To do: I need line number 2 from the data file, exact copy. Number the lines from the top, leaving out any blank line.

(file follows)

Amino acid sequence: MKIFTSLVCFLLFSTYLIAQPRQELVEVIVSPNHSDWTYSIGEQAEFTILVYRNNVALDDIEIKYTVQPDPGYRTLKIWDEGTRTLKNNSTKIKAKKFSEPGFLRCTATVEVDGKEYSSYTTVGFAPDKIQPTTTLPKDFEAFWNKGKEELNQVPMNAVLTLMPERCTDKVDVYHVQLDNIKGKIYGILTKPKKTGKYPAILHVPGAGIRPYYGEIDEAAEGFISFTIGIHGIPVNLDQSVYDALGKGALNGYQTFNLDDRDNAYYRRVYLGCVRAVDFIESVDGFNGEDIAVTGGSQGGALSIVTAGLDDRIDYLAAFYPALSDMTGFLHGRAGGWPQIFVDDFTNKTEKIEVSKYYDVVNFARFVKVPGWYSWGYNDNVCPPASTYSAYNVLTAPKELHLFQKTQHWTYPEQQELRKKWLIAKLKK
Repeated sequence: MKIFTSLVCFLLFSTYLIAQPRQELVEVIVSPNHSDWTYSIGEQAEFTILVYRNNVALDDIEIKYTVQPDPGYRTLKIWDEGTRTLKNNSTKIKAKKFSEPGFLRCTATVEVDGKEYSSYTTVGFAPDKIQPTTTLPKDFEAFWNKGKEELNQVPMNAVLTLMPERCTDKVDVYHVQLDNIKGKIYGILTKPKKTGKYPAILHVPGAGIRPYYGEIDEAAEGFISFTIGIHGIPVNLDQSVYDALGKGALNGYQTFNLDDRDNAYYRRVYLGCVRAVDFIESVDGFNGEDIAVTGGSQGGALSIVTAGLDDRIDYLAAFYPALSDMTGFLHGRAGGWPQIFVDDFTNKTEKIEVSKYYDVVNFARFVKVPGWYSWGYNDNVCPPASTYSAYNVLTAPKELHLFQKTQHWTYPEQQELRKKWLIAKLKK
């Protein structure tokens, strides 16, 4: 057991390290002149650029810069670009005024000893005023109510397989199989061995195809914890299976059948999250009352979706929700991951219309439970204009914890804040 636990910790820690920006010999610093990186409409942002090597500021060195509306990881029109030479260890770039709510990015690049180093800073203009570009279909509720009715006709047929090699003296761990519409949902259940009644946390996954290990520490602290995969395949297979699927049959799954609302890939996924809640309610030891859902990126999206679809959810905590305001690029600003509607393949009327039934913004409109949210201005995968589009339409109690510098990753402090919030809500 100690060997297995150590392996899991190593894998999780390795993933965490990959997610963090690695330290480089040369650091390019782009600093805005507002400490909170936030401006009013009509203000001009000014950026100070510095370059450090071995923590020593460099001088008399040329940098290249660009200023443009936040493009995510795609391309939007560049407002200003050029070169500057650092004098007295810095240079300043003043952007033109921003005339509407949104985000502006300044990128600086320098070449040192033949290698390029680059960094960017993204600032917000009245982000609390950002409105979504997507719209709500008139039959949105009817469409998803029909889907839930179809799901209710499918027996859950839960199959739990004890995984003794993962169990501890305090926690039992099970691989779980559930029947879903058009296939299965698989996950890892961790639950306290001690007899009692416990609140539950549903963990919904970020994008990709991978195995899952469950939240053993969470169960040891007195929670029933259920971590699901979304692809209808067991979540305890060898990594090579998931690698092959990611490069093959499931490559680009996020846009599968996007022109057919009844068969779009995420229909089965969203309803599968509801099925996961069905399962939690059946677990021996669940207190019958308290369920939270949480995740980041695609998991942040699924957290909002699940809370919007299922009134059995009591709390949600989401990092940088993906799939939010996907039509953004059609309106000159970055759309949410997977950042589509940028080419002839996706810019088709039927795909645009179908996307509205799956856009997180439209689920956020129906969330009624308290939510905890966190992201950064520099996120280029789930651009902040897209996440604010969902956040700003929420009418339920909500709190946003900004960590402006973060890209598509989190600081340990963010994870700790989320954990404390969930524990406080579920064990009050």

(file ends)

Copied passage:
Repeated sequence: MKIFTSLVCFLLFSTYLIAQPRQELVEVIVSPNHSDWTYSIGEQAEFTILVYRNNVALDDIEIKYTVQPDPGYRTLKIWDEGTRTLKNNSTKIKAKKFSEPGFLRCTATVEVDGKEYSSYTTVGFAPDKIQPTTTLPKDFEAFWNKGKEELNQVPMNAVLTLMPERCTDKVDVYHVQLDNIKGKIYGILTKPKKTGKYPAILHVPGAGIRPYYGEIDEAAEGFISFTIGIHGIPVNLDQSVYDALGKGALNGYQTFNLDDRDNAYYRRVYLGCVRAVDFIESVDGFNGEDIAVTGGSQGGALSIVTAGLDDRIDYLAAFYPALSDMTGFLHGRAGGWPQIFVDDFTNKTEKIEVSKYYDVVNFARFVKVPGWYSWGYNDNVCPPASTYSAYNVLTAPKELHLFQKTQHWTYPEQQELRKKWLIAKLKK